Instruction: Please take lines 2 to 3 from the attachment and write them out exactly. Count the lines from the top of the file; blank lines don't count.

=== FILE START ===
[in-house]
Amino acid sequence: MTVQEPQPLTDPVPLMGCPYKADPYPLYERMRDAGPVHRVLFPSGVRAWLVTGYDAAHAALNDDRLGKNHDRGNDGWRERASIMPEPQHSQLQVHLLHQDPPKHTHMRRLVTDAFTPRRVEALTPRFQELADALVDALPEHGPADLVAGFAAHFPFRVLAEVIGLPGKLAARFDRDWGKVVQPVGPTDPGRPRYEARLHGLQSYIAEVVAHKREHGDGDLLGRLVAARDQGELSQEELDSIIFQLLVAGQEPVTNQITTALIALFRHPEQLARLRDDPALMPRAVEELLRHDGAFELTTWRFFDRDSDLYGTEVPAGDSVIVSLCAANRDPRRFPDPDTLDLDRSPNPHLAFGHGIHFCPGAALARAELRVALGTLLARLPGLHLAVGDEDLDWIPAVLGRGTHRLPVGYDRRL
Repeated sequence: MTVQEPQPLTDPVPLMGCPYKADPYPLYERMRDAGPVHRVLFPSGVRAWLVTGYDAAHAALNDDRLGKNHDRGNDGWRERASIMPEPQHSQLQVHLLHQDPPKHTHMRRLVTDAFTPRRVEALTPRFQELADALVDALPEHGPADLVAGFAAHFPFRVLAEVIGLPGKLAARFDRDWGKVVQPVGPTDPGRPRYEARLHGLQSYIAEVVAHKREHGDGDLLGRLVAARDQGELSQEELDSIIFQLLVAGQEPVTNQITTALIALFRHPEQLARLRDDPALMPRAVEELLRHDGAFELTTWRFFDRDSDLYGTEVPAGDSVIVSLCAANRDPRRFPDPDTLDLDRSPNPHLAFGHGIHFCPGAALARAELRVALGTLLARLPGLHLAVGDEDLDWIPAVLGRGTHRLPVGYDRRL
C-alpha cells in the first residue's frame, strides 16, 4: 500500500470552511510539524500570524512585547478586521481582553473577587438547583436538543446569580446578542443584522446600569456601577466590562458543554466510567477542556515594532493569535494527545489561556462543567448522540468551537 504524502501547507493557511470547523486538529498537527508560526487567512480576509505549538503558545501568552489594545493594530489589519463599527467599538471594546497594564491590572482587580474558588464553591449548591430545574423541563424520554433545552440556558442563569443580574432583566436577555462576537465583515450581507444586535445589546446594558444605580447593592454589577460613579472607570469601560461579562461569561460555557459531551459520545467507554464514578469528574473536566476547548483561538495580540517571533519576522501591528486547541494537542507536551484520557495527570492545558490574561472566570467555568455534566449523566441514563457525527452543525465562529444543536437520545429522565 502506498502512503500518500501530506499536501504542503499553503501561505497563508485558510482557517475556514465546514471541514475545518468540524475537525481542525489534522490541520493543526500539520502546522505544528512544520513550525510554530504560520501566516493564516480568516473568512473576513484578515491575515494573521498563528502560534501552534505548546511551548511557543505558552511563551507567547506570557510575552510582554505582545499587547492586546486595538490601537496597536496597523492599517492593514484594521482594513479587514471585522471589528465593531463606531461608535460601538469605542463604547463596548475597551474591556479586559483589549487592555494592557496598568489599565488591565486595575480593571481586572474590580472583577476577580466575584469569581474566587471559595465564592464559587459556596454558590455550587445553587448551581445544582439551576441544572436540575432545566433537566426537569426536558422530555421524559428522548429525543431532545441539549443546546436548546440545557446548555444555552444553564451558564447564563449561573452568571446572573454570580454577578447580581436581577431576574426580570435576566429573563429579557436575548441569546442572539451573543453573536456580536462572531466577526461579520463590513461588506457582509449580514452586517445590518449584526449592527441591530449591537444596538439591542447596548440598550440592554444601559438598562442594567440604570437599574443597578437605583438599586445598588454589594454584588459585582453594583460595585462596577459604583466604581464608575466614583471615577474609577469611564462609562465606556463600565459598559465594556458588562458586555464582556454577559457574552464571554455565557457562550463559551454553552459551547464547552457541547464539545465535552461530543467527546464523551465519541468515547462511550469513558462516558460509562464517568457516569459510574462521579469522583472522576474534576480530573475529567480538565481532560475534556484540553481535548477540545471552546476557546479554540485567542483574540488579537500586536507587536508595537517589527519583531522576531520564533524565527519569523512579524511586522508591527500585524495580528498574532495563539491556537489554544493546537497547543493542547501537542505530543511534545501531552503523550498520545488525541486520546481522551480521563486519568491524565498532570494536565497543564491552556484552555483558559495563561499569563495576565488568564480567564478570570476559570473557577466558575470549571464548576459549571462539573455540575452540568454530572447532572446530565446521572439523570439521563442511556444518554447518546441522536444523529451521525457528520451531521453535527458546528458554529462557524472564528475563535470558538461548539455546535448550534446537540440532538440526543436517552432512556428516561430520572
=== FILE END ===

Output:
Amino acid sequence: MTVQEPQPLTDPVPLMGCPYKADPYPLYERMRDAGPVHRVLFPSGVRAWLVTGYDAAHAALNDDRLGKNHDRGNDGWRERASIMPEPQHSQLQVHLLHQDPPKHTHMRRLVTDAFTPRRVEALTPRFQELADALVDALPEHGPADLVAGFAAHFPFRVLAEVIGLPGKLAARFDRDWGKVVQPVGPTDPGRPRYEARLHGLQSYIAEVVAHKREHGDGDLLGRLVAARDQGELSQEELDSIIFQLLVAGQEPVTNQITTALIALFRHPEQLARLRDDPALMPRAVEELLRHDGAFELTTWRFFDRDSDLYGTEVPAGDSVIVSLCAANRDPRRFPDPDTLDLDRSPNPHLAFGHGIHFCPGAALARAELRVALGTLLARLPGLHLAVGDEDLDWIPAVLGRGTHRLPVGYDRRL
Repeated sequence: MTVQEPQPLTDPVPLMGCPYKADPYPLYERMRDAGPVHRVLFPSGVRAWLVTGYDAAHAALNDDRLGKNHDRGNDGWRERASIMPEPQHSQLQVHLLHQDPPKHTHMRRLVTDAFTPRRVEALTPRFQELADALVDALPEHGPADLVAGFAAHFPFRVLAEVIGLPGKLAARFDRDWGKVVQPVGPTDPGRPRYEARLHGLQSYIAEVVAHKREHGDGDLLGRLVAARDQGELSQEELDSIIFQLLVAGQEPVTNQITTALIALFRHPEQLARLRDDPALMPRAVEELLRHDGAFELTTWRFFDRDSDLYGTEVPAGDSVIVSLCAANRDPRRFPDPDTLDLDRSPNPHLAFGHGIHFCPGAALARAELRVALGTLLARLPGLHLAVGDEDLDWIPAVLGRGTHRLPVGYDRRL